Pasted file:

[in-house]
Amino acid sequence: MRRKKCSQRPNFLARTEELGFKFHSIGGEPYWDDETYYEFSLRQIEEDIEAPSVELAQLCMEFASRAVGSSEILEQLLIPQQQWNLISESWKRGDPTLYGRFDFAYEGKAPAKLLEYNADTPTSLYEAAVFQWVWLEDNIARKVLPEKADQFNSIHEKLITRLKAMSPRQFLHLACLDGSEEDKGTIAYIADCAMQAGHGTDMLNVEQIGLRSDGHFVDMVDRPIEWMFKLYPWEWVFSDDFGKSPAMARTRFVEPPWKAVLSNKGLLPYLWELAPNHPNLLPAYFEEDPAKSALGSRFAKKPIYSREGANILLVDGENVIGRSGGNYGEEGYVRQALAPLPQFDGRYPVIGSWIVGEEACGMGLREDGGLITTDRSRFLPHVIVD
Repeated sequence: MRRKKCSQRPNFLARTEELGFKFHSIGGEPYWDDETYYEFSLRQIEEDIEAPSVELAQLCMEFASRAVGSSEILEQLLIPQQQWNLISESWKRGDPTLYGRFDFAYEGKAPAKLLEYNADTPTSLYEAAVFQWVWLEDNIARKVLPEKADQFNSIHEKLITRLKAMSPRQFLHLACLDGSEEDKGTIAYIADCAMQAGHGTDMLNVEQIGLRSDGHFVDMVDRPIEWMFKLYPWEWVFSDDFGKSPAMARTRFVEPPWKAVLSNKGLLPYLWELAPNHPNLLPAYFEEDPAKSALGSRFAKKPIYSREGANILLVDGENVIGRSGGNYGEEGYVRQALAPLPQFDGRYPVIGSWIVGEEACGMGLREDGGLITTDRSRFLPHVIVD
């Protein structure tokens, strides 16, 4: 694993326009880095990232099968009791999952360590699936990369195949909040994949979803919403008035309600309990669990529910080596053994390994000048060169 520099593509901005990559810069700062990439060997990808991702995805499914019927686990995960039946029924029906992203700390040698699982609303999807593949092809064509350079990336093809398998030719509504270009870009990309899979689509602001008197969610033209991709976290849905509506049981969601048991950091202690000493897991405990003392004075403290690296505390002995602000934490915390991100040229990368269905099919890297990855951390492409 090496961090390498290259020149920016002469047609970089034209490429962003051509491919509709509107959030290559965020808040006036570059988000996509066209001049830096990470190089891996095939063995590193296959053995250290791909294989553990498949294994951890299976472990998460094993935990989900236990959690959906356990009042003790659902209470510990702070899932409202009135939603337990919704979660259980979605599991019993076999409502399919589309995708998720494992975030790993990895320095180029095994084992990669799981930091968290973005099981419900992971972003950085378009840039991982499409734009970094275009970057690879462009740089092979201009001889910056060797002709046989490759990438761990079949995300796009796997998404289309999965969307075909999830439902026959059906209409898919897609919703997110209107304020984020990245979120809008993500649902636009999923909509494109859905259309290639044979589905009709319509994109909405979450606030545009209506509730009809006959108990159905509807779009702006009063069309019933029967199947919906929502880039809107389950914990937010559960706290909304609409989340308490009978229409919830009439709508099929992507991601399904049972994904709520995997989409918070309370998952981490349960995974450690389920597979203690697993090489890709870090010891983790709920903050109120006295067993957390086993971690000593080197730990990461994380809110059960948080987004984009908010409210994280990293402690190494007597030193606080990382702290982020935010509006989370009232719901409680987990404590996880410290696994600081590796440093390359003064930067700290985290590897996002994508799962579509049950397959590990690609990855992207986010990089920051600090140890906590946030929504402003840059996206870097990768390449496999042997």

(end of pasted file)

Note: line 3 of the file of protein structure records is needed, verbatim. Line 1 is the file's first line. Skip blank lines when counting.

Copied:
Repeated sequence: MRRKKCSQRPNFLARTEELGFKFHSIGGEPYWDDETYYEFSLRQIEEDIEAPSVELAQLCMEFASRAVGSSEILEQLLIPQQQWNLISESWKRGDPTLYGRFDFAYEGKAPAKLLEYNADTPTSLYEAAVFQWVWLEDNIARKVLPEKADQFNSIHEKLITRLKAMSPRQFLHLACLDGSEEDKGTIAYIADCAMQAGHGTDMLNVEQIGLRSDGHFVDMVDRPIEWMFKLYPWEWVFSDDFGKSPAMARTRFVEPPWKAVLSNKGLLPYLWELAPNHPNLLPAYFEEDPAKSALGSRFAKKPIYSREGANILLVDGENVIGRSGGNYGEEGYVRQALAPLPQFDGRYPVIGSWIVGEEACGMGLREDGGLITTDRSRFLPHVIVD